In his announcement video, Perdue said he was running first and foremost to stop Abrams and an “unprecedented assault from the awakened left.” He also repeated Trump’s baseless claims about the 2020 election.
“We just have to be united,” said Perdue, who narrowly lost her Senate seat in January. âSadly today we are divided, and Brian Kemp and Brad Raffensperger are to blame.â
Meanwhile, an enraged Kemp promised an all out fight. Kemp spokesman Cody Hall dubbed Perdue “the man who lost Republicans in the United States Senate” and accused the ousted senator of a list of complaints including inflation, government spending high and culture cancellation.
The Georgians First Leadership Committee, a Kemp-aligned group that can raise unlimited contributions, also attacked Perdue just hours after her announcement in a fundraising email, taking over the business case and stock transactions of the former senator during his tenure. Democratic Senator Jon Ossoff used similar criticism to defeat Perdue in the January Senate contest.
“This shady, loser ‘America Last’ insider is desperate to regain his political place,” the committee wrote in a fundraising email.
Republicans in Washington and beyond have braced for an obnoxious and costly GOP primary, which could ultimately cost tens of millions of dollars and drag Kemp to the right in a state that has moved to the center. So far, Abrams has no main challenger.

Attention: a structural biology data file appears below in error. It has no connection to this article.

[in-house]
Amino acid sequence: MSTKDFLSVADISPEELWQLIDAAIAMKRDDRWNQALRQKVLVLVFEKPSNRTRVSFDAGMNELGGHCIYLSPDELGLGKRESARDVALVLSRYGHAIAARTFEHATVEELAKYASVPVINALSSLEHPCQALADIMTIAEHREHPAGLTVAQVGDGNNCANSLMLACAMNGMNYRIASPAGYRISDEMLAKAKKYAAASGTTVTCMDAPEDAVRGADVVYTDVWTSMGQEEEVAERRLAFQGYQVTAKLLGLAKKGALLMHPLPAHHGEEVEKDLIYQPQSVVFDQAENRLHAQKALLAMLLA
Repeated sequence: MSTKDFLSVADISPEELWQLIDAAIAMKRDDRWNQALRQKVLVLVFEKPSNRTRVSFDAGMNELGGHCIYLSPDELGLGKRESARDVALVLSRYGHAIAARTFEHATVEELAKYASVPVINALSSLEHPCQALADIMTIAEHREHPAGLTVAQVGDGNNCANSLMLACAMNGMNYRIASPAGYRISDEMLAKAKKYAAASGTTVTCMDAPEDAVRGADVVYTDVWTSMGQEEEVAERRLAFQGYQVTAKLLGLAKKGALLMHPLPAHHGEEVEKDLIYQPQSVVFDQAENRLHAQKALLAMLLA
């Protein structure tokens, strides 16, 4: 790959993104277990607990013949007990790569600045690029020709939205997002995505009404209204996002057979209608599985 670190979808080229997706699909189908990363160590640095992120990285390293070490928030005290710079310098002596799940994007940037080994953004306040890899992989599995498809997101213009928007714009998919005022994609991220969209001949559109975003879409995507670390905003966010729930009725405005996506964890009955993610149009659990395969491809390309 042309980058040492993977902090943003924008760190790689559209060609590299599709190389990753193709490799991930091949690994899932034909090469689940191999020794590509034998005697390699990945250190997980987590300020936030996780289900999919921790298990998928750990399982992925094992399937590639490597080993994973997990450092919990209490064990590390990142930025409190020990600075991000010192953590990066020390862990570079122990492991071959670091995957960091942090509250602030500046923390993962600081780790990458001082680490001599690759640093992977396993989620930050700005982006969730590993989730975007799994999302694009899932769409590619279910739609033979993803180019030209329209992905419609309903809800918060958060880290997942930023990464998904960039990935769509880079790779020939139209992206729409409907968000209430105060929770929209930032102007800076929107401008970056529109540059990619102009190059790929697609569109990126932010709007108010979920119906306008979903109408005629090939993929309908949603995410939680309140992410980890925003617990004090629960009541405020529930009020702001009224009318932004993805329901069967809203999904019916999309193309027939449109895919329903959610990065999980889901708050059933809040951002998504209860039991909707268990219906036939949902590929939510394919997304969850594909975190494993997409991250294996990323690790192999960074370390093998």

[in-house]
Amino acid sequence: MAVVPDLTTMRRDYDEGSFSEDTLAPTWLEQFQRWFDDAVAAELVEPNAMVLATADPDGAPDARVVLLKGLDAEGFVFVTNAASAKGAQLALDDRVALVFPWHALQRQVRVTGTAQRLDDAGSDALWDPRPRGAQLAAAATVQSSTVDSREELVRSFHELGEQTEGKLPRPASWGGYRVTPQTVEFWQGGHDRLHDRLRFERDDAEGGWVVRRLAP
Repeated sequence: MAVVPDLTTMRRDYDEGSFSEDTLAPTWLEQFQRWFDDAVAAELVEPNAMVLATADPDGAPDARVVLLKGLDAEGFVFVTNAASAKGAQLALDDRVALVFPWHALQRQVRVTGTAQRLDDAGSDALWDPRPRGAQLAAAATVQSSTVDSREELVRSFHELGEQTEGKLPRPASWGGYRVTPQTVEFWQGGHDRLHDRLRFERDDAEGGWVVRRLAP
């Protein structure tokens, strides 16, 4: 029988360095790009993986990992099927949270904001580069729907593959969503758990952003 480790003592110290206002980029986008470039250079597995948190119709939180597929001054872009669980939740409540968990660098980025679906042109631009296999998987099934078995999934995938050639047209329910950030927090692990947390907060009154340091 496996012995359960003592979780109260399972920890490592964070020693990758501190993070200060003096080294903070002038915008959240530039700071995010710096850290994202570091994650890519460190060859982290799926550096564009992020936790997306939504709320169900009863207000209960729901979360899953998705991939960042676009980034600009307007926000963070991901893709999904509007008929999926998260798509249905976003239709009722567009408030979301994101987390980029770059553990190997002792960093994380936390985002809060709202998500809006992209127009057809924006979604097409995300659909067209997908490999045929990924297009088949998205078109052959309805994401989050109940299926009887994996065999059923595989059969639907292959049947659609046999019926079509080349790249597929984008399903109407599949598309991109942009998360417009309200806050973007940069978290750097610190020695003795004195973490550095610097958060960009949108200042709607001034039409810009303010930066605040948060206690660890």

“While David Perdue and Brian Kemp fight, Stacey Abrams will fight for the Georgian people,” Lauren Groh-Wargo, Abrams’ main assistant, wrote on Twitter.
The governor’s race reflects the GOP divisions that are unfolding in Republican communities this year.
In Georgia, pro-Trump activists angered by his defeat flooded local Republican Party meetings, taking control of the party machinery while ditching some Metro-Atlanta County officials deemed insufficiently pro-Trump.
David Shafer, the president of the state party, has maintained a pro-Trump line.
Criticized for speaking at Trump’s rally in September where Trump joined his list of approved candidates, Shafer told The Associated Press on Sunday that the party would be neutral in the contested primaries and said he hoped the Republican candidates “will focus on their own strengths and how they can put together a winning coalition.
National Republican leaders remain loyal to Kemp.
Anticipating a Trump-backed challenge of Perdue, the Republican Governors Association has pledged to back the outgoing governor of Georgia in addition to other sitting Republican governors who have drawn Trump’s ire, including Idaho Gov. Brad Little. However, in helping Republican incumbents, RGA Chairman Doug Ducey, Governor of Arizona, said his organization would not attack Trump’s challengers list.
âThe RGA follows the 11th Commandment,â Ducey said during the group’s recent rally in his state. “We don’t speak ill of another Republican.”
But Republicans on the ground in Georgia aren’t likely to perform as well.
Georgia Republican Party official Randy Evans, who served as Trump’s ambassador to Luxembourg, argued that Kemp could be so unpopular with the Trump base that he will lose to Abrams even if he survives the primary .
âIf the party gets together, Perdue will be the candidate and then he will become governor,â Evans said. “And if the party falls apart, which if bitterness and division continues with that kind of rhetoric, then Kemp will be the candidate and Stacey will be the governor.”
Peoples brought back to New York.